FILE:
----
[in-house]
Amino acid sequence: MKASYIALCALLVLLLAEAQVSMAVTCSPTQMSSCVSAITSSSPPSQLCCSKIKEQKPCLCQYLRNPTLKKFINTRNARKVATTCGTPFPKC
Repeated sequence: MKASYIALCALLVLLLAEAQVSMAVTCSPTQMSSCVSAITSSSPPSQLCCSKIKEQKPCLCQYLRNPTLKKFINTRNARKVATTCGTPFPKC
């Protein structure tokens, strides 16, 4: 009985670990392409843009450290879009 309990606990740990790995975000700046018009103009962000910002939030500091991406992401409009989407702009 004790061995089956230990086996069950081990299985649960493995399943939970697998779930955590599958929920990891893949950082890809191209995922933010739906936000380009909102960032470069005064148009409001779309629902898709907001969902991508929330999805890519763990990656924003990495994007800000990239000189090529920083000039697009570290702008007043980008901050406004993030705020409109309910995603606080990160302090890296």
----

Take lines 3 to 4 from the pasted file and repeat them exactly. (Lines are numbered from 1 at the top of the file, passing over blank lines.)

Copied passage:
Repeated sequence: MKASYIALCALLVLLLAEAQVSMAVTCSPTQMSSCVSAITSSSPPSQLCCSKIKEQKPCLCQYLRNPTLKKFINTRNARKVATTCGTPFPKC
């Protein structure tokens, strides 16, 4: 009985670990392409843009450290879009 309990606990740990790995975000700046018009103009962000910002939030500091991406992401409009989407702009 004790061995089956230990086996069950081990299985649960493995399943939970697998779930955590599958929920990891893949950082890809191209995922933010739906936000380009909102960032470069005064148009409001779309629902898709907001969902991508929330999805890519763990990656924003990495994007800000990239000189090529920083000039697009570290702008007043980008901050406004993030705020409109309910995603606080990160302090890296």